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Where to inject?

Discussion in 'Type 1 Diabetes' started by Mandi 29, Jun 18, 2010.

  1. Mandi 29

    Mandi 29 · Member

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    Hey all

    When I was diagnosed 6 months ago, I wasn't shown how to inject or where, so I learnt most of what I know by researching on the internet. I had two check ups with two different nurses and after three months they didn't ask to check where I was injecting. I inject insulin three times a day in my legs and Lantus in the evening in my stomach. I have got used to this and find that I am comfortable with it, although I know it probably more effective the other way round!

    I think I am running out of space to inject and feel that some parts of legs are sore because of injecting in the same place.

    Have I missed a trick, should I be doing something different? Should I carry on and this is normal?

    Would really appreciate a little insight!

    Thank you in advance! x
     
  2. ebony321

    ebony321 · Well-Known Member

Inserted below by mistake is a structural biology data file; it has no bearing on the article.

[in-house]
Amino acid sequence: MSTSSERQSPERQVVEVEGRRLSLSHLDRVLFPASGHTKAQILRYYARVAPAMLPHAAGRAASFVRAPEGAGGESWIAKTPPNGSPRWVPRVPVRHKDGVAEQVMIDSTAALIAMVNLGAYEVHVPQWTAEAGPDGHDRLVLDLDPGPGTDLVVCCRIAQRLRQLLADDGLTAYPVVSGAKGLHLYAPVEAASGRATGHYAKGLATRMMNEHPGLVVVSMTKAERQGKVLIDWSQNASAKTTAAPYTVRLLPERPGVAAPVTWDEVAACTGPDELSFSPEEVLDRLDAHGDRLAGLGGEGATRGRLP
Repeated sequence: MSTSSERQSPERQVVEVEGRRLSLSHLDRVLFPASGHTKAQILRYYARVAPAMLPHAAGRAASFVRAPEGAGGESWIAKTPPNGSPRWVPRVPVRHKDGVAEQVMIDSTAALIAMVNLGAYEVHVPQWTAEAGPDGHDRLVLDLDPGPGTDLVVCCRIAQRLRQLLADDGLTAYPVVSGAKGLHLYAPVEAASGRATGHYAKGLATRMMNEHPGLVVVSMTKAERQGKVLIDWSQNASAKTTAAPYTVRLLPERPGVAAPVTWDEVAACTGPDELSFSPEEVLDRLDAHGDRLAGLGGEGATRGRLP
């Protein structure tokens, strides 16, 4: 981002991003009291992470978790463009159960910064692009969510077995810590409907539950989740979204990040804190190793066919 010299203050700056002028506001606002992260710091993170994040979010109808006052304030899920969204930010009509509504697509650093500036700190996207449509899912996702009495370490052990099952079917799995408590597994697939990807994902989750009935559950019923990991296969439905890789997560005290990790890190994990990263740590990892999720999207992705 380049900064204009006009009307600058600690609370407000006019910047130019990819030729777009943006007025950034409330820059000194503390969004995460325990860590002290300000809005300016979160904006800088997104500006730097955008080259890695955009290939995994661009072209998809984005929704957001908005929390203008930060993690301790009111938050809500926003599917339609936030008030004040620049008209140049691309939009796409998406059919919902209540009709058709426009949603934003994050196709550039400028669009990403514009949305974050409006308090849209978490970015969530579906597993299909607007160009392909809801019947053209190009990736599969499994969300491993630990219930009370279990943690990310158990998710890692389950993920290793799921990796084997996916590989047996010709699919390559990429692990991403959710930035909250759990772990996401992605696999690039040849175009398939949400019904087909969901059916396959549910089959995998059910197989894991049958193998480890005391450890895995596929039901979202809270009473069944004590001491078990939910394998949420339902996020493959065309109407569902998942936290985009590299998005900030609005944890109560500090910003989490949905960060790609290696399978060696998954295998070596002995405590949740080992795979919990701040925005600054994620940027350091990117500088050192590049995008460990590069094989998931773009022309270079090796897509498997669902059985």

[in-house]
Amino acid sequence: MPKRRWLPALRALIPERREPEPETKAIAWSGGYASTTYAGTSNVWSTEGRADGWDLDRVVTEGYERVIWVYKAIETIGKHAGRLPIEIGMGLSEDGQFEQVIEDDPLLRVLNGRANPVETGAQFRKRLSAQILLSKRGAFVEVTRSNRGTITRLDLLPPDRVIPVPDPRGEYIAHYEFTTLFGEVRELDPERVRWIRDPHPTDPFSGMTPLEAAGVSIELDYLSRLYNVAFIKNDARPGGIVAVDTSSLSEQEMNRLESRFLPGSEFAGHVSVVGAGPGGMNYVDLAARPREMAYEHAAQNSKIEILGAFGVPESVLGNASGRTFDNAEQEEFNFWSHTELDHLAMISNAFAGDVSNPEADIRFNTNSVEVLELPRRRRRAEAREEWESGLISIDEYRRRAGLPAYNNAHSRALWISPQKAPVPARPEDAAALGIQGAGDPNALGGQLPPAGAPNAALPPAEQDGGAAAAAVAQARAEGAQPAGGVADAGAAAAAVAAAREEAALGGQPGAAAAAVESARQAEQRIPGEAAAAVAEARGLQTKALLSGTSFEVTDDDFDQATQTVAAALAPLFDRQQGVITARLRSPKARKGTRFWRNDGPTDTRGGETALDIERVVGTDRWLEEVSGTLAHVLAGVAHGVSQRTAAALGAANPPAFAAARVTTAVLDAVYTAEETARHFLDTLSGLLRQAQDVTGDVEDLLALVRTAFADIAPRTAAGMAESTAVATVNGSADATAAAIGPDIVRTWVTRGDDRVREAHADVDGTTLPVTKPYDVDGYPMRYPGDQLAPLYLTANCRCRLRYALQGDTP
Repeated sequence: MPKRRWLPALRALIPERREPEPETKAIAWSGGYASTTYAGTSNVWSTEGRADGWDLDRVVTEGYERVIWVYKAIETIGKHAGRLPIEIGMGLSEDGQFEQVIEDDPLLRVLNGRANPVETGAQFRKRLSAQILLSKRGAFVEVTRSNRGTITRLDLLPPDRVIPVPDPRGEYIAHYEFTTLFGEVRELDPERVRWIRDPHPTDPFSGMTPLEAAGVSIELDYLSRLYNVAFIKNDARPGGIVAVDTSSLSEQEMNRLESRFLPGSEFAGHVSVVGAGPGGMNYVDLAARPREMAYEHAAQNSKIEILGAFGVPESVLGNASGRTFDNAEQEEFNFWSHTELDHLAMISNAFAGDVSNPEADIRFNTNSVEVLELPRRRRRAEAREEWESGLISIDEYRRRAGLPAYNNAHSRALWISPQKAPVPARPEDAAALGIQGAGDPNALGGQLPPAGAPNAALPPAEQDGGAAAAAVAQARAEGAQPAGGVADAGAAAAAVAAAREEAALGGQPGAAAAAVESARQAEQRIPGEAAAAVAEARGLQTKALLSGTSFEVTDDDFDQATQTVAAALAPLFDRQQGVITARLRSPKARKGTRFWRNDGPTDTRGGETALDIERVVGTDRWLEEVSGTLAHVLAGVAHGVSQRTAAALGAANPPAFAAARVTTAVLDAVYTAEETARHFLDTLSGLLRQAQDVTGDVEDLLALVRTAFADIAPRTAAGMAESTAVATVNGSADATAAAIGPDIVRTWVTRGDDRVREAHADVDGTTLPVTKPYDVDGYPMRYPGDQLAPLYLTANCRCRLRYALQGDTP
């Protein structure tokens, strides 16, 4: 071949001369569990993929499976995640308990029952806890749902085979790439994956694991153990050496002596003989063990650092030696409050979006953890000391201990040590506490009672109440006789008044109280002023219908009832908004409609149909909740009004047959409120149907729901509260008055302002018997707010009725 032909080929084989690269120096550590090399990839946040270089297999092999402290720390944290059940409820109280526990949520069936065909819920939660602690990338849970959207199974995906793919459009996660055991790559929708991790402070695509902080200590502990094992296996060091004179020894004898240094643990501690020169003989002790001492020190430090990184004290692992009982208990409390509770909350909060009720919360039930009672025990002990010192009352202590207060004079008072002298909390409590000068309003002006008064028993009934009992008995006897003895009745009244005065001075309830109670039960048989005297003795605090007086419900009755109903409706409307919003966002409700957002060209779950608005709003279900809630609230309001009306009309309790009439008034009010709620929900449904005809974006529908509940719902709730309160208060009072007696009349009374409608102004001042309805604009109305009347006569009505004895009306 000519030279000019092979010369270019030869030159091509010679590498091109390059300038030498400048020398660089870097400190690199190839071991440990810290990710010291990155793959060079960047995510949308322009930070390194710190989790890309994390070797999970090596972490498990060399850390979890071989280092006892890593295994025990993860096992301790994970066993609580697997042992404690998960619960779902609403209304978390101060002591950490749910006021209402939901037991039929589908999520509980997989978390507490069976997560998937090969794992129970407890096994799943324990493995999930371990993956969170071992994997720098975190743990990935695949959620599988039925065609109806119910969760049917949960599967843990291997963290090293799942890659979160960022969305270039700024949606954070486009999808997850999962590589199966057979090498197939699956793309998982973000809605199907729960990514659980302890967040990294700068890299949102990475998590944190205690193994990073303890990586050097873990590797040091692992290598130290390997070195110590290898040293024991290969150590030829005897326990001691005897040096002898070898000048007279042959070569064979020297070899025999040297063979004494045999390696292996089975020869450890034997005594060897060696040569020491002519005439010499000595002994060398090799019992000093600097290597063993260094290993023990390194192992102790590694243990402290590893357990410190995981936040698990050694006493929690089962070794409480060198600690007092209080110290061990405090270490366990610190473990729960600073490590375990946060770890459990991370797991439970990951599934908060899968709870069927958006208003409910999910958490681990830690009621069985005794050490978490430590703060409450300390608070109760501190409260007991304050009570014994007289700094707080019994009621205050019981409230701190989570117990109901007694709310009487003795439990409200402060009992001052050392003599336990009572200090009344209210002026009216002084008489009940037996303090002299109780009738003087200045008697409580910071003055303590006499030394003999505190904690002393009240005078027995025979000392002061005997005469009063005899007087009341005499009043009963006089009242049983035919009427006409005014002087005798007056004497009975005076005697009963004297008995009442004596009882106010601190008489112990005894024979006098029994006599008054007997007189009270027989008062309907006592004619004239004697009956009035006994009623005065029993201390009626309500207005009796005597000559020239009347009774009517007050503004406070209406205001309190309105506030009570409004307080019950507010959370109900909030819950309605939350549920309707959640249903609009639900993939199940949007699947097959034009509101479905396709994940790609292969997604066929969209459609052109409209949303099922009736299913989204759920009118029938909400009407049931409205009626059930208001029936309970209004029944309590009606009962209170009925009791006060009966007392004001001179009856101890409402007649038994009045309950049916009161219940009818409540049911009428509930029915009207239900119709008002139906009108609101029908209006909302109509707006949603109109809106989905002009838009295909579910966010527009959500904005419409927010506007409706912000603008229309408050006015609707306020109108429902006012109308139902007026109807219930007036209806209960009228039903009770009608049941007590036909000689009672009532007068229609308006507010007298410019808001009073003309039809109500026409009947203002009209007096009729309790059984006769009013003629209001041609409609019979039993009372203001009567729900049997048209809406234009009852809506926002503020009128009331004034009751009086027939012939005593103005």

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    Hi,

    Good on you researching how to do this if the nurses were so sloppy as to not ensure you were comfortable and able to inject correctly!

    I'll point out the basics and a few tips for you..

    Always inject at a 90 degree angle to your skin to ensure your not nicking your skin on the way out :)

    Remember to change the needle everytime you inject and don't inject through your clothes!

    You should inject rapid acting isulin into your stomach as this is absorbed quicker and long acting into your legs and bottom, but this isn't a rule it's just a preferred technique.

    If you are using a 5mm needle there should be no need to pinch your skin to lift the fatty layers of skin awau from the muscle.

    If you are using a 6mm needle or higher you should lightly pinch your skin to ensure you dont ht the muscle as the muscle will absorb he insulin to fast possibly resulting in low blood glucose levels.

    you don't say how much insulin you inject but sometimes if you inject higher doses of insulin this can cause skin to become red, sore and itchy.

    Do you store your insulin in the fridge when yo are using a pen? injecting cold insulin can make it more uncomfortable and inslin is safe to keep out of the fridge for up to a month but remember not to leave it near any radiators or in direct sunlight as this can cause the insulin to become ineffective.

    Do you use a wide area of the stomach? i generally go across from hip to hip and a little over the belly button switching from either side and usually a couple of inches apart if possible to avoid hitting the same areas.